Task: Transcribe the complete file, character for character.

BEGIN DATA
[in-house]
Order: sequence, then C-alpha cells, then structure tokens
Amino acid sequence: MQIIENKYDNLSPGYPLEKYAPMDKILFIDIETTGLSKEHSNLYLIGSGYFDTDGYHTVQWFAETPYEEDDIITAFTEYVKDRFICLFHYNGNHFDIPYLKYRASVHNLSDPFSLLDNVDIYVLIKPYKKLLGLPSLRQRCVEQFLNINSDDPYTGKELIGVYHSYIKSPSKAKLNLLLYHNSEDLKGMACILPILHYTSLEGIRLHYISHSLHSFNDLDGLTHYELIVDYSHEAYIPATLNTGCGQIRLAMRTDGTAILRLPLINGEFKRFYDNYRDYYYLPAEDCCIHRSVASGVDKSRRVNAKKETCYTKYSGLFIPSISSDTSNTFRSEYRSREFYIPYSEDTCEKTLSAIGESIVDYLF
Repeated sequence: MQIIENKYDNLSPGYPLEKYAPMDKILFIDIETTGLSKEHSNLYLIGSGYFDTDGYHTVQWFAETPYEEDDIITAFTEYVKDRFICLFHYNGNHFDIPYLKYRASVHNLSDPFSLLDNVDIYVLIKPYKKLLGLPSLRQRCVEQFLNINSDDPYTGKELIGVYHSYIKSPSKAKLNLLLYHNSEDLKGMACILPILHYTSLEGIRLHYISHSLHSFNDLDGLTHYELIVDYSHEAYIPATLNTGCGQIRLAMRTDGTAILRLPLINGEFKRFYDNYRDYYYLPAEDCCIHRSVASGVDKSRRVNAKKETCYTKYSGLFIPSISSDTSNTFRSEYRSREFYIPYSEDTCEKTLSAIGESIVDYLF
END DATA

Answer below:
[in-house]
Order: sequence, then C-alpha cells, then structure tokens
Amino acid sequence: MQIIENKYDNLSPGYPLEKYAPMDKILFIDIETTGLSKEHSNLYLIGSGYFDTDGYHTVQWFAETPYEEDDIITAFTEYVKDRFICLFHYNGNHFDIPYLKYRASVHNLSDPFSLLDNVDIYVLIKPYKKLLGLPSLRQRCVEQFLNINSDDPYTGKELIGVYHSYIKSPSKAKLNLLLYHNSEDLKGMACILPILHYTSLEGIRLHYISHSLHSFNDLDGLTHYELIVDYSHEAYIPATLNTGCGQIRLAMRTDGTAILRLPLINGEFKRFYDNYRDYYYLPAEDCCIHRSVASGVDKSRRVNAKKETCYTKYSGLFIPSISSDTSNTFRSEYRSREFYIPYSEDTCEKTLSAIGESIVDYLF
Repeated sequence: MQIIENKYDNLSPGYPLEKYAPMDKILFIDIETTGLSKEHSNLYLIGSGYFDTDGYHTVQWFAETPYEEDDIITAFTEYVKDRFICLFHYNGNHFDIPYLKYRASVHNLSDPFSLLDNVDIYVLIKPYKKLLGLPSLRQRCVEQFLNINSDDPYTGKELIGVYHSYIKSPSKAKLNLLLYHNSEDLKGMACILPILHYTSLEGIRLHYISHSLHSFNDLDGLTHYELIVDYSHEAYIPATLNTGCGQIRLAMRTDGTAILRLPLINGEFKRFYDNYRDYYYLPAEDCCIHRSVASGVDKSRRVNAKKETCYTKYSGLFIPSISSDTSNTFRSEYRSREFYIPYSEDTCEKTLSAIGESIVDYLF